A new study published in the journal Neurosurgery reveals that researchers may soon be able to utilize new "remote presence" technologies to perform brain and spinal cord stimulation therapies.
The journal is published by Lippincott Williams & Wilkins, a part of Wolters Kluwer Health.
The preliminary study by Dr. Ivar Mendez of Queen Elizabeth II Health Sciences Centre in Halifax, Nova Scotia, Canada, supports the feasibility and safety of using a remote presence robot—called the "RP-7"—to increase access to specialists qualified to program the brain and spine stimulators used in neuromodulation.
Robot Lets Experts Guide Nurses in Programming Stimulators
Dr. Mendez and his group developed the RP-7 as a way of allowing experts to "telementor" nonexpert nurses in programming stimulator devices. Already widely used for Parkinson's disease and severe chronic pain, neuromodulation is being explored for use in other conditions, such as epilepsy, severe depression, and obsessive-compulsive disorder.
In this form of therapy, a small electrode is surgically placed in a precise location in the brain or spine. A mild electrical current is delivered to stimulate that area, with the goal of interrupting abnormal activity. As more patients undergo brain and spine stimulation therapy, there's a growing demand for experts to program the stimulators that generate the electrical current.
The RP-7 is a mobile, battery-powered robot that can be controlled using a laptop computer. It is equipped with digital cameras and microphones, allowing the expert, nurse, and patient to communicate. The robot's "head" consists of a flat-screen monitor that displays the face of the expert operator.
The RP-7 also has an "arm" equipped with a touch-screen programmer, which the nurse can use to program the stimulator. The expert can "telestrate" to indicate to the nurse the correct buttons to push on the programming device.
Access to Specialists in the Next Room—or Miles Away
In the preliminary study, patients with neuromodulation devices were randomly assigned to conventional programming, with the expert in the room; or remote programming, with the expert using the RP-7 to guide a nurse in programming the stimulator. For the study, the expert operators were simply in another room of the same building. However, since the RP-7 operates over a conventional wireless connection, the expert can be anyplace that has Internet access.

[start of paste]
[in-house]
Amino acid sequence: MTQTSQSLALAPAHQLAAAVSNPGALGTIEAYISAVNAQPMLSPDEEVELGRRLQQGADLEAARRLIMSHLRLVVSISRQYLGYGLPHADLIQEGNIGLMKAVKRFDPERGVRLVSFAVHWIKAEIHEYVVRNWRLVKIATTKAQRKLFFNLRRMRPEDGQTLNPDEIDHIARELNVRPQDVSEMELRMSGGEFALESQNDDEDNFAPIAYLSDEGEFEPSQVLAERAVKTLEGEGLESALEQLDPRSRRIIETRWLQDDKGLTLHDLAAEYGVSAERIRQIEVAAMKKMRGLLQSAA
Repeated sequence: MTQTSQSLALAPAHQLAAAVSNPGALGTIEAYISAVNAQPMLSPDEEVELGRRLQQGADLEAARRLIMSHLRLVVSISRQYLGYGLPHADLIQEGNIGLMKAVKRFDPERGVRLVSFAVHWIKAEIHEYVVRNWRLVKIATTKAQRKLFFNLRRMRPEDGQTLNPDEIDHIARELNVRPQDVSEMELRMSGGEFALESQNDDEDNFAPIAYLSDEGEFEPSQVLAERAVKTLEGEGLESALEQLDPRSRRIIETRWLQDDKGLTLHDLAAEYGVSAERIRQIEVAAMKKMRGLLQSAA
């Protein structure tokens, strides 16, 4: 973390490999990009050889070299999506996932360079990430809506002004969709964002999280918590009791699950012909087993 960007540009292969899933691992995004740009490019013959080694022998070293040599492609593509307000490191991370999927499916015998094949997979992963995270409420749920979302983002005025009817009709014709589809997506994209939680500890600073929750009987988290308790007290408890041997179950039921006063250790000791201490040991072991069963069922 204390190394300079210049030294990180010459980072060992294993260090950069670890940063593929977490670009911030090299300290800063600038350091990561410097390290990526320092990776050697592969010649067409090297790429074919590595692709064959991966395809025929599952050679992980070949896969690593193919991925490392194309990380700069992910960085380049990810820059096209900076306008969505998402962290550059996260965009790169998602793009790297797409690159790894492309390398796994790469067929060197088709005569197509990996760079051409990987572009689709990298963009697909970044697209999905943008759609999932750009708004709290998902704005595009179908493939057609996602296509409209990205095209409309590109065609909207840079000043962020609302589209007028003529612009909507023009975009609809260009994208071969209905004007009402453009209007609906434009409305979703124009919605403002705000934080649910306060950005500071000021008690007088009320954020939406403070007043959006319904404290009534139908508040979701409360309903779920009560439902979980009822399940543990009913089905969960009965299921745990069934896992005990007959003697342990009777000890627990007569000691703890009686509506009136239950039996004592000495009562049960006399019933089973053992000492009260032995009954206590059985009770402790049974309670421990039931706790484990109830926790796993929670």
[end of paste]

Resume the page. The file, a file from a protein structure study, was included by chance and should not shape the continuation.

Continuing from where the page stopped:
On analysis of 20 patients (10 in each group), there was no significant difference in the accuracy or clinical outcomes of remote-presence versus conventional programming. No adverse events occurred with either type of session.
The remote-presence sessions took a little more time: 33 versus 26 minutes, on average. Patients, experts, and nonexpert nurses all gave high satisfaction scores for the programming experience.
"This study demonstrated that remote presence can be used for point-of-care programming of neuromodulation devices," Dr. Mendez and coauthors write. The study provides "proof of principle" that the RP-7 or similar devices can help to meet the need for experts needed to serve the rapidly expanding number of patients with neuromodulation therapies.
The researchers have also started a pilot study using a new mobile device, called the RP-Xpress. About the size of a small suitcase, the RP-Xpress is being used to perform long-distance home visits for patients living hundreds of miles away, using existing local cell phone networks. Dr. Mendez and colleagues conclude, "We envision a time, in the near future, when patients with implanted neuromodulation devices will have real-time access to an expert clinician from the comfort of their own home."